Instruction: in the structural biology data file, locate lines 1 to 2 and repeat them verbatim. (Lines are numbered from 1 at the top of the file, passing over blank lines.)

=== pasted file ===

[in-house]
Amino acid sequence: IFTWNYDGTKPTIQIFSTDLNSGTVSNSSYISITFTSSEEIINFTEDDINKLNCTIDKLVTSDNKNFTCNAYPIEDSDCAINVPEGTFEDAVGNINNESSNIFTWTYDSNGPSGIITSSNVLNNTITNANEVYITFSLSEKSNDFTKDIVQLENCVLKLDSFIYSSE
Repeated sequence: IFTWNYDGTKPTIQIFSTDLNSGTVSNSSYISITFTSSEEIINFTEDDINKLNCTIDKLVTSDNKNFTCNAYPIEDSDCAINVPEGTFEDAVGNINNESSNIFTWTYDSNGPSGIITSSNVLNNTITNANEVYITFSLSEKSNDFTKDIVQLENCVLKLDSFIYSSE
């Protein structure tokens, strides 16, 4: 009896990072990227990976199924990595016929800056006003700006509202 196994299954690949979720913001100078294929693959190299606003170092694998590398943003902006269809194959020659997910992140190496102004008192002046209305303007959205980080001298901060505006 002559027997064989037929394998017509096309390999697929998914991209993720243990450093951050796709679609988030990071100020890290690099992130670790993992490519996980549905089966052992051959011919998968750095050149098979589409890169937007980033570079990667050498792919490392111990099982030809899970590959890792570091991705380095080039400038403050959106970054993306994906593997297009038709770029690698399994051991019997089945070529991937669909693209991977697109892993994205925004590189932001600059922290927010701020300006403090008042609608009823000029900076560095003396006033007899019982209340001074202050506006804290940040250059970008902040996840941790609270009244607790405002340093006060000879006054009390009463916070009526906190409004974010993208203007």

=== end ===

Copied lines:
[in-house]
Amino acid sequence: IFTWNYDGTKPTIQIFSTDLNSGTVSNSSYISITFTSSEEIINFTEDDINKLNCTIDKLVTSDNKNFTCNAYPIEDSDCAINVPEGTFEDAVGNINNESSNIFTWTYDSNGPSGIITSSNVLNNTITNANEVYITFSLSEKSNDFTKDIVQLENCVLKLDSFIYSSE